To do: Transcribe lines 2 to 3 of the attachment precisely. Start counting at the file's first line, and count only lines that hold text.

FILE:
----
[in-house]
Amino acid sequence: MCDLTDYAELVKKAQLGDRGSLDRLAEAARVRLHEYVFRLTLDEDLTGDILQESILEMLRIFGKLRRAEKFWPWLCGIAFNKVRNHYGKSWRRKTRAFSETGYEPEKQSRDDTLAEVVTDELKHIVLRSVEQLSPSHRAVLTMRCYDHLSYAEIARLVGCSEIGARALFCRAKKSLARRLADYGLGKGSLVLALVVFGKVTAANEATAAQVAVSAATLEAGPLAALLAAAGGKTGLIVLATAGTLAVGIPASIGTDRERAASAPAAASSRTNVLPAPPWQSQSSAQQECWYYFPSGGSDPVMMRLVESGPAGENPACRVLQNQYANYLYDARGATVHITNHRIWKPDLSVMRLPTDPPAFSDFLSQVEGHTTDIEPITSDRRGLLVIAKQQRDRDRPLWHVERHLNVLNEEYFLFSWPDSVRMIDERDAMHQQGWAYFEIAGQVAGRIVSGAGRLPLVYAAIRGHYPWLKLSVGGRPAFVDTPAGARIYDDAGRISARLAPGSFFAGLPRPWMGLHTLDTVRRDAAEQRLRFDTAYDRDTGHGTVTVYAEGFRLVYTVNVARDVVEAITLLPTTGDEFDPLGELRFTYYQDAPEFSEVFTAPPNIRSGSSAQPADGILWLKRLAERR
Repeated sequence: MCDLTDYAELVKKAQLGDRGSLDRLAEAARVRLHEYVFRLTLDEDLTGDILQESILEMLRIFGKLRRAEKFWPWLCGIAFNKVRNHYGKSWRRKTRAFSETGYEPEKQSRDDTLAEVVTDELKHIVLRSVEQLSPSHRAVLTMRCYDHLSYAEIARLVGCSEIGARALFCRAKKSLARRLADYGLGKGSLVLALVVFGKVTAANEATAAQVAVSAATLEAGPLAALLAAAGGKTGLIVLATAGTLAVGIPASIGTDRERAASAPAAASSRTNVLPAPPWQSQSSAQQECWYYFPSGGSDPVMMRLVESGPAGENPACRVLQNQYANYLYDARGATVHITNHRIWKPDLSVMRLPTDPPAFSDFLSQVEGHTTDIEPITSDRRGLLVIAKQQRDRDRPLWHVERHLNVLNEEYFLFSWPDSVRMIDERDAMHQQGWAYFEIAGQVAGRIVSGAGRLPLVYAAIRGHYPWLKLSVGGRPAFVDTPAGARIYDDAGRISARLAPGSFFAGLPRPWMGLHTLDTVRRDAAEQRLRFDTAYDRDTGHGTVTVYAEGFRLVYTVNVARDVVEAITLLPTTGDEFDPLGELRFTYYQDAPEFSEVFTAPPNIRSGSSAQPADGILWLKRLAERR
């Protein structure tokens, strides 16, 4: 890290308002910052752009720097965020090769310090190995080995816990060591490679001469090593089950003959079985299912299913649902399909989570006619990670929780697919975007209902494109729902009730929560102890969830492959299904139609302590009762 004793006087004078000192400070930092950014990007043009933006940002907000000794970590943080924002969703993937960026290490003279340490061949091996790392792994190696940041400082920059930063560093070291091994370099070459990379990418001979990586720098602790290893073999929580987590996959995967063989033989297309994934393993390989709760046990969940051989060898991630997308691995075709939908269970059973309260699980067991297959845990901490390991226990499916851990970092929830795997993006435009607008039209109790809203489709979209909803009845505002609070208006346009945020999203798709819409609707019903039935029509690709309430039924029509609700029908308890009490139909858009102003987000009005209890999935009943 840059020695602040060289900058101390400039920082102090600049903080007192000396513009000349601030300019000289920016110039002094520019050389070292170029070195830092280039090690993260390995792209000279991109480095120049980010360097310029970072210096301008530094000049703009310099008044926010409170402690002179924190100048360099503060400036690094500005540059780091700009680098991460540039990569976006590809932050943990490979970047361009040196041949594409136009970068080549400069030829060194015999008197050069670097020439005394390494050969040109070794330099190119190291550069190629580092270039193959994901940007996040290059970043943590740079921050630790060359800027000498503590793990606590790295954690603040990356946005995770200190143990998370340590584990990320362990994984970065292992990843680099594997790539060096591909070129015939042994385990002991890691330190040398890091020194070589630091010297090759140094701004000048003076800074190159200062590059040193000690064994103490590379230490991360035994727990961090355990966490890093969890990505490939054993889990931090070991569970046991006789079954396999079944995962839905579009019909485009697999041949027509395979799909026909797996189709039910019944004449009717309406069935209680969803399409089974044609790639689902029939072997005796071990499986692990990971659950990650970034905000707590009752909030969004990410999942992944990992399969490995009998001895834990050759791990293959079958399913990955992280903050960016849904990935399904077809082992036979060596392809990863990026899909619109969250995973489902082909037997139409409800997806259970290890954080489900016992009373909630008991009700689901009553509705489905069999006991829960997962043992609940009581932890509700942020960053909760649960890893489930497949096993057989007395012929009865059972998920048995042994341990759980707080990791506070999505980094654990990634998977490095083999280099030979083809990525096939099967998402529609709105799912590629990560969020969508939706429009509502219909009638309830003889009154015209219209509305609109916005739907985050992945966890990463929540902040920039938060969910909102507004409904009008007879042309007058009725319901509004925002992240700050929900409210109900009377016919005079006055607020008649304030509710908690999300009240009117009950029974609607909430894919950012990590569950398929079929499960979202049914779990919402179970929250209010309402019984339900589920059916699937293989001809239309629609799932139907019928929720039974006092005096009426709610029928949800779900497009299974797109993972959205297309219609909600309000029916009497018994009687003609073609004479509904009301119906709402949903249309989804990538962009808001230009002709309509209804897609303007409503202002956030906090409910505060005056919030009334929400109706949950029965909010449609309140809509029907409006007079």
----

Amino acid sequence: MCDLTDYAELVKKAQLGDRGSLDRLAEAARVRLHEYVFRLTLDEDLTGDILQESILEMLRIFGKLRRAEKFWPWLCGIAFNKVRNHYGKSWRRKTRAFSETGYEPEKQSRDDTLAEVVTDELKHIVLRSVEQLSPSHRAVLTMRCYDHLSYAEIARLVGCSEIGARALFCRAKKSLARRLADYGLGKGSLVLALVVFGKVTAANEATAAQVAVSAATLEAGPLAALLAAAGGKTGLIVLATAGTLAVGIPASIGTDRERAASAPAAASSRTNVLPAPPWQSQSSAQQECWYYFPSGGSDPVMMRLVESGPAGENPACRVLQNQYANYLYDARGATVHITNHRIWKPDLSVMRLPTDPPAFSDFLSQVEGHTTDIEPITSDRRGLLVIAKQQRDRDRPLWHVERHLNVLNEEYFLFSWPDSVRMIDERDAMHQQGWAYFEIAGQVAGRIVSGAGRLPLVYAAIRGHYPWLKLSVGGRPAFVDTPAGARIYDDAGRISARLAPGSFFAGLPRPWMGLHTLDTVRRDAAEQRLRFDTAYDRDTGHGTVTVYAEGFRLVYTVNVARDVVEAITLLPTTGDEFDPLGELRFTYYQDAPEFSEVFTAPPNIRSGSSAQPADGILWLKRLAERR
Repeated sequence: MCDLTDYAELVKKAQLGDRGSLDRLAEAARVRLHEYVFRLTLDEDLTGDILQESILEMLRIFGKLRRAEKFWPWLCGIAFNKVRNHYGKSWRRKTRAFSETGYEPEKQSRDDTLAEVVTDELKHIVLRSVEQLSPSHRAVLTMRCYDHLSYAEIARLVGCSEIGARALFCRAKKSLARRLADYGLGKGSLVLALVVFGKVTAANEATAAQVAVSAATLEAGPLAALLAAAGGKTGLIVLATAGTLAVGIPASIGTDRERAASAPAAASSRTNVLPAPPWQSQSSAQQECWYYFPSGGSDPVMMRLVESGPAGENPACRVLQNQYANYLYDARGATVHITNHRIWKPDLSVMRLPTDPPAFSDFLSQVEGHTTDIEPITSDRRGLLVIAKQQRDRDRPLWHVERHLNVLNEEYFLFSWPDSVRMIDERDAMHQQGWAYFEIAGQVAGRIVSGAGRLPLVYAAIRGHYPWLKLSVGGRPAFVDTPAGARIYDDAGRISARLAPGSFFAGLPRPWMGLHTLDTVRRDAAEQRLRFDTAYDRDTGHGTVTVYAEGFRLVYTVNVARDVVEAITLLPTTGDEFDPLGELRFTYYQDAPEFSEVFTAPPNIRSGSSAQPADGILWLKRLAERR